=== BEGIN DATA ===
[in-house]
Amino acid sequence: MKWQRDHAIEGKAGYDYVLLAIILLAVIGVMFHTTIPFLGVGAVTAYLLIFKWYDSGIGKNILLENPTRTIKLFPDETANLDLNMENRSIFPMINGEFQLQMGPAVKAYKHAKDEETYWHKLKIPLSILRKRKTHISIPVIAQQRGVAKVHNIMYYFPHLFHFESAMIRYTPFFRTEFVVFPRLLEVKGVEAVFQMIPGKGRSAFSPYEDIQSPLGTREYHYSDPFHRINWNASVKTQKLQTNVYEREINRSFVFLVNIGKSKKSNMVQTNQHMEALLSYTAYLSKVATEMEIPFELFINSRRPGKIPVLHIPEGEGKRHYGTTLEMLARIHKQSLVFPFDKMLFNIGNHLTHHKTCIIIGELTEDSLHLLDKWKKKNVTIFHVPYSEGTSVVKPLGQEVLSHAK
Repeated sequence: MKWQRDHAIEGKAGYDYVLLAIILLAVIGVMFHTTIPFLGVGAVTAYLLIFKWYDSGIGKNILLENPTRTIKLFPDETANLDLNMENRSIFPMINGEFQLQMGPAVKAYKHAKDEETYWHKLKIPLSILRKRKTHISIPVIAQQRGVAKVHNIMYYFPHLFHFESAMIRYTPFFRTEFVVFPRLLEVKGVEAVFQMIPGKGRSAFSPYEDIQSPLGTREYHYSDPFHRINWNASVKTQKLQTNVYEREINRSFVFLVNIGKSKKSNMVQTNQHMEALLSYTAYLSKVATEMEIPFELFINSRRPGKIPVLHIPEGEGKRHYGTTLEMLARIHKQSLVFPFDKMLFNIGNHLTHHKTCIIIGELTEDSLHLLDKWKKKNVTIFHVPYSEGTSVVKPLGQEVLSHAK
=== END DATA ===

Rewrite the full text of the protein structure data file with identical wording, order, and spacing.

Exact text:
[in-house]
Amino acid sequence: MKWQRDHAIEGKAGYDYVLLAIILLAVIGVMFHTTIPFLGVGAVTAYLLIFKWYDSGIGKNILLENPTRTIKLFPDETANLDLNMENRSIFPMINGEFQLQMGPAVKAYKHAKDEETYWHKLKIPLSILRKRKTHISIPVIAQQRGVAKVHNIMYYFPHLFHFESAMIRYTPFFRTEFVVFPRLLEVKGVEAVFQMIPGKGRSAFSPYEDIQSPLGTREYHYSDPFHRINWNASVKTQKLQTNVYEREINRSFVFLVNIGKSKKSNMVQTNQHMEALLSYTAYLSKVATEMEIPFELFINSRRPGKIPVLHIPEGEGKRHYGTTLEMLARIHKQSLVFPFDKMLFNIGNHLTHHKTCIIIGELTEDSLHLLDKWKKKNVTIFHVPYSEGTSVVKPLGQEVLSHAK
Repeated sequence: MKWQRDHAIEGKAGYDYVLLAIILLAVIGVMFHTTIPFLGVGAVTAYLLIFKWYDSGIGKNILLENPTRTIKLFPDETANLDLNMENRSIFPMINGEFQLQMGPAVKAYKHAKDEETYWHKLKIPLSILRKRKTHISIPVIAQQRGVAKVHNIMYYFPHLFHFESAMIRYTPFFRTEFVVFPRLLEVKGVEAVFQMIPGKGRSAFSPYEDIQSPLGTREYHYSDPFHRINWNASVKTQKLQTNVYEREINRSFVFLVNIGKSKKSNMVQTNQHMEALLSYTAYLSKVATEMEIPFELFINSRRPGKIPVLHIPEGEGKRHYGTTLEMLARIHKQSLVFPFDKMLFNIGNHLTHHKTCIIIGELTEDSLHLLDKWKKKNVTIFHVPYSEGTSVVKPLGQEVLSHAK